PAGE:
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ARIA Awards

 

ARIA Awards

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ARIA Music Awards
ARIA Music Awards of 2013
Melbourne Town Hall
Awarded for Excellence and innovation in all genres of Australian music.
Country Australia
Presented by Australian Recording Industry Association
First awarded 1987
Last awarded Current
Official website
Television coverage
Network Network Ten (2002–2008, 2010)
Nine Network (2009)
GO! (2011–present)

The Australian Recording Industry Association Music Awards (commonly known as ARIA Music Awards or ARIA Awards) is an annual series of awards nights celebrating the Australian music industry, put on by the Australian Recording Industry Association (ARIA). The event has been held annually since 1987 and encompasses the general genre-specific and popular awards (these are what is usually being referred to as "the ARIA awards") as well as Fine Arts Awards and Artisan Awards (held separately from 2004), Lifetime Achievement Awards and ARIA Hall of Fame – held separately from 2005 to 2010 but returned to the general ceremony in 2011. For 2010, ARIA introduced public voted awards for the first time.

Winning, or even being nominated for, an ARIA award results in a lot of media attention on an artist, and usually increases recording sales several-fold – in 2005, for example, after Ben Lee won three awards, his album Awake Is the New Sleep jumped from No. 31 to No. 5 in the ARIA Charts, its highest position.

History

In 1983, the Australian Recording Industry Association (ARIA) was established by the six major record companies then operating in Australia, EMI, Festival Records, CBS (now known as Sony Music), RCA (now known as BMG), WEA (now known as Warner Music) and Polygram (now known as Universal) replacing the Association of Australian Record Manufacturers (AARM) which was formed in 1956.[1] It later included smaller record companies representing independent acts/labels and has over 100 members.[1]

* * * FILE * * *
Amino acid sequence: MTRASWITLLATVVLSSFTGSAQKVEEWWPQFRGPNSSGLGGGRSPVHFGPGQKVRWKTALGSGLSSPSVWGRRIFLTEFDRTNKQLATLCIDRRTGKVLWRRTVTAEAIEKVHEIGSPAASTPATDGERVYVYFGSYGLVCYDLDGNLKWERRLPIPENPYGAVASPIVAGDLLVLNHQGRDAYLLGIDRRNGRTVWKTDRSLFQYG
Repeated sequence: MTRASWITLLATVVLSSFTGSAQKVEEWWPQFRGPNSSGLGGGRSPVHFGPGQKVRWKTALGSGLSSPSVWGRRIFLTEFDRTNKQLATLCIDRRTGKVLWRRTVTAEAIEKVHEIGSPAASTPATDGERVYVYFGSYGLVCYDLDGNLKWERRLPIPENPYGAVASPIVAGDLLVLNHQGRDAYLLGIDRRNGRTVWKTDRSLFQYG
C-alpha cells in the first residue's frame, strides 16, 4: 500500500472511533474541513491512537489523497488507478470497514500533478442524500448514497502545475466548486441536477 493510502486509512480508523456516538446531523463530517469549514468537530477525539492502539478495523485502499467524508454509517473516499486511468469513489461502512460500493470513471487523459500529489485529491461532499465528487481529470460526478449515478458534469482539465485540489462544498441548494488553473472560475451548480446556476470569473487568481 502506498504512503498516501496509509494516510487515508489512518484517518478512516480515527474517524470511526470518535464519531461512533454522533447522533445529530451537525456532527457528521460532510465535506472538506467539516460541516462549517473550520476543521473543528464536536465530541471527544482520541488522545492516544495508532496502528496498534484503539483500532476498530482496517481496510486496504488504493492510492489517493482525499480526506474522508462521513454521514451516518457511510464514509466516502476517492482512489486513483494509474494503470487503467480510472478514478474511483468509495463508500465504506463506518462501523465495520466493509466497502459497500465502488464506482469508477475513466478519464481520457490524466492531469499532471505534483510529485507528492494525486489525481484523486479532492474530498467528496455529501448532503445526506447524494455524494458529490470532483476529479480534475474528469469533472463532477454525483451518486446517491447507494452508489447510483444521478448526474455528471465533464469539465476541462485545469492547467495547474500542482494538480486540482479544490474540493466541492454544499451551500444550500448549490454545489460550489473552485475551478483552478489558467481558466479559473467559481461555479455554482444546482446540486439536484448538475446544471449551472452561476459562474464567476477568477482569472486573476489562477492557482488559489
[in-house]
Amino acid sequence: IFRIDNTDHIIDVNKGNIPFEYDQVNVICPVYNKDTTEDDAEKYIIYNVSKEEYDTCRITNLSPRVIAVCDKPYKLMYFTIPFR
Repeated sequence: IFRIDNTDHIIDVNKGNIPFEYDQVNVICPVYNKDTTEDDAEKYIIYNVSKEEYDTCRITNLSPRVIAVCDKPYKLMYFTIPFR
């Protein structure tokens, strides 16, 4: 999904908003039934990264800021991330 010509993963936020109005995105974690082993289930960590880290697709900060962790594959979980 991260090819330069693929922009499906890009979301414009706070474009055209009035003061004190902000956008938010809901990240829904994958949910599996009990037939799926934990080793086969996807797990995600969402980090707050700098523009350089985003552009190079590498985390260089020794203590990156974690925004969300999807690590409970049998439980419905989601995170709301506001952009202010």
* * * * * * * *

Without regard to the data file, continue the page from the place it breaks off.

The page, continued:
Australian TV pop music show Countdown presented its own annual awards ceremony, Countdown Music and Video Awards, which were co-produced by Carolyn James (aka Carolyn Bailey) from 1981 to 1984 and, in the latter two years, in collaboration with ARIA.[2][3][4] ARIA provided peer voting for some awards, while Countdown provided coupons in the related Countdown Magazine for viewers to vote for populist awards.[5] At the 1985 Countdown awards ceremony, held on 14 April 1986, fans of INXS and Uncanny X-Men scuffled during the broadcast and as a result ARIA decided to hold their own awards.[4]

Starting with the first ceremony, on 2 March 1987, ARIA administered its own entirely peer-voted ARIA Music Awards,[6] to "recognise excellence and innovation in all genres of Australian music" with an annual ceremony.[7][8] Initially included in the same awards ceremonies, it established the ARIA Hall of Fame in 1988, it held separate annual ceremonies from 2005 to 2010, the Hall of Fame returned to the general ceremony in 2011. The ARIA Hall of Fame "honours Australian musicians' achievements [that] have had a significant impact in Australia or around the world".[9]

The first ceremony, in 1987, featured Elton John as the compere and was held at the Sheraton Wentworth Hotel, Sydney.[10][11] There were no live performances at the early ARIAs, music for both walk on/walk off was supplied by a nightclub dj, Rick Powell. All subsequent ceremonies were held in Sydney except the 1992 event at World Congress Centre, Melbourne.[10][11] For 2010, ARIA introduced public voted awards for the first time.[12] Winning, or even being nominated for, an ARIA award results in a lot of media attention on an artist, and may increase recording sales several-fold – in 2005, for example, after Ben Lee won three awards, his album Awake Is the New Sleep jumped from No. 31 to No. 5 in the ARIA Charts, its highest position.[13]

Broadcast history

The first five ARIA Awards were not televised, at the very first award ceremony on 2 March 1987, the host, Elton John, advised the industry to keep them off television "if you want these Awards to stay fun".[10][11] The first televised ARIA Awards ceremony occurred in 1991, all subsequent ceremonies were televised.[11] They were broadcast on Network Ten from 2002 to 2008 and returned in 2010.[12] Nine Network aired the ceremony on 26 November 2009, its digital channel, GO!, aired the 2011 ARIA Music Awards on 27 November 2011.

Controversy

At the 1988 ceremony a fracas developed between band manager, Gary Morris, accepting awards for Midnight Oil, and former Countdown compere, Ian "Molly" Meldrum, who was presenting. They conflicted over visiting United Kingdom artist, Bryan Ferry, who had also presented an award. Morris objected to Ferry's presence and insulted him, Meldrum defended Ferry and then scuffled with Morris.[11] In 1995 electronic music group, Itch-E and Scratch-E, won the inaugural award for "Best Dance Release" for their single, "Sweetness and Light". Band member, Paul Mac thanked Sydney's ecstasy dealers for their help.[11] One of the sponsors of the awards, that year, was the National Drug Offensive. In 2005 Mac explained that he did not expect to win and so had not prepared a speech.[11] His speech was bleeped for the TV broadcast.